Unless you’ve been living under a rock, you’ve probably seen the proliferation of crypto and cannabis companies. It feels like a gold rush where only a few companies are building picks and axes. As more of these companies pop up, more compete to gain market share and eventually this leads to more competitive acquisition techniques.
Online advertising has been a particularly interesting spectacle since January. Facebook banned all crypto-related advertising at the start of the year, claiming, “This policy is intentionally broad while we work to better detect deceptive and misleading advertising practices,” wrote Rob Leathern, one of Facebook’s ad tech directors. Google and Twitter were a bit slower in their moves to ban crypto ads. They made announcements in June and after Facebook made good on its promise to revamp its policies to include crypto and allow users to purchase only certain types of crypto-related ads.
Similar to crypto, cannabis companies have a complicated relationship with the major online platforms such as Google and Facebook. Today, under Section 5 (Drugs & Drug-Related Products) of its prohibited content, Facebook does not allow people to purchase ads related to cannabis. Facebook will actually go as far to shut down cannabis-related pages as well. Tangentially, you can bet that since Instagram is owned by Facebook, it has similar policies. In 2016, Vice reported that Instagram shut down two cannabis pages operated by Canadian companies.
With all this being said, cannabis and crypto are big, fast-growing industries that aren’t going anywhere. So teams have cleverly devised an array of customer acquisition techniques that are not as scalable as programmatic buys but are sometimes just as effective.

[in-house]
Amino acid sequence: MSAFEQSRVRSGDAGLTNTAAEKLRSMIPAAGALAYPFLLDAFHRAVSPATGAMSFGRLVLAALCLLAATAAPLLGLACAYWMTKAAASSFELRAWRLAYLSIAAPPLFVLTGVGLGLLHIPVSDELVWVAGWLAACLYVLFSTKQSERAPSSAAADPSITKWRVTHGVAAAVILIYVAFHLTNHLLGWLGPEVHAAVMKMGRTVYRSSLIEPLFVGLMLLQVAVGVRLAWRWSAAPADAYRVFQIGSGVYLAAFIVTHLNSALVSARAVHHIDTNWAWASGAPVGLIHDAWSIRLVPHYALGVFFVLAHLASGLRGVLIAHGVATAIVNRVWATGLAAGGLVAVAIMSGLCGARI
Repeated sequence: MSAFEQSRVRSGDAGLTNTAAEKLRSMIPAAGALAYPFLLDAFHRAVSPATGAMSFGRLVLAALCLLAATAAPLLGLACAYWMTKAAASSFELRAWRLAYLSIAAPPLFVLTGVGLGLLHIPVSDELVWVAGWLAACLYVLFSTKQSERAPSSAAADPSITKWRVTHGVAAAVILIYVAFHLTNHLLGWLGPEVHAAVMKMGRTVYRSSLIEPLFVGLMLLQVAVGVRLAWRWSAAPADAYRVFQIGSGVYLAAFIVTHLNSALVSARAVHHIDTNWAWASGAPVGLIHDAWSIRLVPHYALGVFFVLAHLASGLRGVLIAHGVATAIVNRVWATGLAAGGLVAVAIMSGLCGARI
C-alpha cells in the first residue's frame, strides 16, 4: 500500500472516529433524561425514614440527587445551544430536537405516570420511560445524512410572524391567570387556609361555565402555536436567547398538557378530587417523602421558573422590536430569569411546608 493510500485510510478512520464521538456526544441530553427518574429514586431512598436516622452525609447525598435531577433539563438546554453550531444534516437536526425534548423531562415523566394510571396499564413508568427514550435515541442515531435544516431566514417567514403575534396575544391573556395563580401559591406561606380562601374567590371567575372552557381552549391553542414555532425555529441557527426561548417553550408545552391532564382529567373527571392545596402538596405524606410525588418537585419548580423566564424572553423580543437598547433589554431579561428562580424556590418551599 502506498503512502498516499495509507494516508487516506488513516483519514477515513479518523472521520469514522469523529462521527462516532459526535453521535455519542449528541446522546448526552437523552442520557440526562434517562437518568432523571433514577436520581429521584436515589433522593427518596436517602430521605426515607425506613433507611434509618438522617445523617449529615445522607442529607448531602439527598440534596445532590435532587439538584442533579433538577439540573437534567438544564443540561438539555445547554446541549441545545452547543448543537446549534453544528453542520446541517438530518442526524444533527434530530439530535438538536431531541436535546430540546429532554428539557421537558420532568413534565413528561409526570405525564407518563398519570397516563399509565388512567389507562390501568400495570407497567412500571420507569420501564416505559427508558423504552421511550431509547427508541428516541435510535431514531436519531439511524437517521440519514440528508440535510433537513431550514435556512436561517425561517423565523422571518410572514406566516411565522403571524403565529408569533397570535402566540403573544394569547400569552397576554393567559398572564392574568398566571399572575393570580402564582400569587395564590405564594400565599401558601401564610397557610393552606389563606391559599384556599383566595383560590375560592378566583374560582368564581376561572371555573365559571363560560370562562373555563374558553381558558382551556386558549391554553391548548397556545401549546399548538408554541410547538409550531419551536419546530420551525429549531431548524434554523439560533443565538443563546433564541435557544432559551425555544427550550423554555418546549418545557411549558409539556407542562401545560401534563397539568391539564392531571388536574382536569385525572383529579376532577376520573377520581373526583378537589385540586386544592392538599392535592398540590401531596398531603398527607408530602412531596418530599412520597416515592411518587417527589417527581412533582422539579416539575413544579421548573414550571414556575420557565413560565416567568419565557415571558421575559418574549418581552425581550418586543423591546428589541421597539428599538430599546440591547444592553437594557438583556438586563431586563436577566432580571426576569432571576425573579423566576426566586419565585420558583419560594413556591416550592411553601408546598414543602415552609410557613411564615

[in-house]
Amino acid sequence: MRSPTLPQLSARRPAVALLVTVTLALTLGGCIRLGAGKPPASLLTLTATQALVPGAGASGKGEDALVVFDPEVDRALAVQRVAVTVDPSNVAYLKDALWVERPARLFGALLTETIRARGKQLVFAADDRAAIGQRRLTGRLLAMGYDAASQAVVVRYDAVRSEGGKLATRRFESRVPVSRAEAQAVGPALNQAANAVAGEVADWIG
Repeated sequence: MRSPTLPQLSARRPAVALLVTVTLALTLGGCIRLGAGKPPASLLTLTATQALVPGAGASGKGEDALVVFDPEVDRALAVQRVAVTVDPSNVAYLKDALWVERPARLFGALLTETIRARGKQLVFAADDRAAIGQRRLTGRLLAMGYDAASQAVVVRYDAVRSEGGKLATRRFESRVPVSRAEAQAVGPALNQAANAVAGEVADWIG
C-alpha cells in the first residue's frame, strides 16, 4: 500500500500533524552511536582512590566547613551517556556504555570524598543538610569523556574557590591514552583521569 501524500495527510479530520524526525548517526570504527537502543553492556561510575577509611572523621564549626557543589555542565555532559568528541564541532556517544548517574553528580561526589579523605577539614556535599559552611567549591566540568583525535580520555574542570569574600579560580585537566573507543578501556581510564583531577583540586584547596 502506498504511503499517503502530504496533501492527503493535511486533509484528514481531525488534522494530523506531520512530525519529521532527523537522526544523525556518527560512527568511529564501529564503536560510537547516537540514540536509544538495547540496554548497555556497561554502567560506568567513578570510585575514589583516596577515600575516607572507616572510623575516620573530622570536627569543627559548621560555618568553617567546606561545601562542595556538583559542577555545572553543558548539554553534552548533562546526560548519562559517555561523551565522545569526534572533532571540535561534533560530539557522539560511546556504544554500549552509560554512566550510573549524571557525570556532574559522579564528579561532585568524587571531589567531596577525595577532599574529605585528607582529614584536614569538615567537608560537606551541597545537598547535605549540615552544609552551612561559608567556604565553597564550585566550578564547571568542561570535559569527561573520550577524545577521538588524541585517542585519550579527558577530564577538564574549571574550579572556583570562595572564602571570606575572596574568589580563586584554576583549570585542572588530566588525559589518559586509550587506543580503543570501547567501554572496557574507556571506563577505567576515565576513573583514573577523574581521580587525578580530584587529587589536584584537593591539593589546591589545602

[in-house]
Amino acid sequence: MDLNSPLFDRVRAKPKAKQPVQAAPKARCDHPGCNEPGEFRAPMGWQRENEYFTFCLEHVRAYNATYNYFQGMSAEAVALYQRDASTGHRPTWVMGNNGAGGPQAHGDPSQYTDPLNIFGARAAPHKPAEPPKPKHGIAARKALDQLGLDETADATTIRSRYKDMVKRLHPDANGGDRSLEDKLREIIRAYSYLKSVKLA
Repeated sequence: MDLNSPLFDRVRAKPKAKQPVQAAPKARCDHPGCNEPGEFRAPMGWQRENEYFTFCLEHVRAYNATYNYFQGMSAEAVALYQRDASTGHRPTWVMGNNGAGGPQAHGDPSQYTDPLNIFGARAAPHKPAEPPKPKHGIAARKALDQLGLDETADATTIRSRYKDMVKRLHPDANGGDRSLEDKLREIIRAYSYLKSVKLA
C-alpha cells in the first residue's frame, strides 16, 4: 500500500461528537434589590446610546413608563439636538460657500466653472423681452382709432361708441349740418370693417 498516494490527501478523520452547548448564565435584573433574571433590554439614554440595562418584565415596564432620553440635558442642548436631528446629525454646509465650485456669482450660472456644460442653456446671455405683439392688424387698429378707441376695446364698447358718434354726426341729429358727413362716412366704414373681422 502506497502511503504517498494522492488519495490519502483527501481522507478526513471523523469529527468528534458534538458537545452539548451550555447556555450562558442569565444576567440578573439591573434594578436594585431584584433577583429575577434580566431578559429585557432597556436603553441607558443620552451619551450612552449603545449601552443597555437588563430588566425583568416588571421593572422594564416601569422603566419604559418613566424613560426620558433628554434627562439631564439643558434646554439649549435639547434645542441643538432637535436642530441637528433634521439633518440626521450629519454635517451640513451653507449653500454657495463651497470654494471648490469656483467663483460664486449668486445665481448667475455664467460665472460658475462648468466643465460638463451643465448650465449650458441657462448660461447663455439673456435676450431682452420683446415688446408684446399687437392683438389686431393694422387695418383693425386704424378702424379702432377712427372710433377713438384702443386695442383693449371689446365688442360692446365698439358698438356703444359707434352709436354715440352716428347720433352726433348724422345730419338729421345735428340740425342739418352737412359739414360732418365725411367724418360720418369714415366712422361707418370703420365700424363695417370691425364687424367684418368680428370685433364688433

Influencer marketing is one of the most effective techniques that teams have navigated to. In discussing this topic with others, I’ve made the Wild West analogy a couple of times. It’s an ode to the American Frontier, but this is really where you can see the fringe economy taking advantage of opportunities to bypass regulations. Crypto and cannabis marketing teams have grown rapidly to support influencer programs and seem to be paying dividends. A recent query of “crypto influencers” on Google trends shows rapid internet interest in these topics, and similarly so for “cannabis influencers.” But the data does show volatility since everyone is still trying to figure these industries out.
From my work at Dovetale, I’ve personally seen a lot of cannabis and crypto companies navigate to these forms of distribution to fill ICO’s, capture interest in specific applications and much more. The hard part for many teams is hiring the appropriate relationship managers to coordinate these programs and keep a steady stream of conversation going.
In addition to influencer marketing, crypto and cannabis companies have prioritized advertising spend on vertical-specific publications and search engines. Many new publishers are popping up that solve the advertising problems these companies face, so they are simply buying ads from sites like High Times Magazine, Herb, CoinDesk and CCN. Search engines like Leafly, Weedmaps and CoinMarketCap are also great destinations to get attention due to their focused nature.
Naturally, you might be wondering where all of this goes? Clearly, platforms like Google and Facebook don’t like when users arbitrate their core business through influencer marketing. Furthermore, they probably really dislike companies breaching their terms of service. In the Wild West, there is no Johnny Law, but we all know how that story ended.
Cannabis companies are expected to increase their spend on influencer marketing, and one would imagine that crypto companies will follow suit. It may seem like companies such as Google, Facebook and Twitter are competing forces in the war on banned ads. However, there is an optimistic view. Today, there are scammers, uncertainty and regulations that live outside the realm of these tech companies that need to be figured out before we have proper regulation on the platforms. Once that is clearly communicated, we can programmatically build processes for influencer marketing. This is an ecosystem that is at its genesis in the grand scheme, and fringe industries that are blocked out will push the boundaries due to their entrepreneurial nature.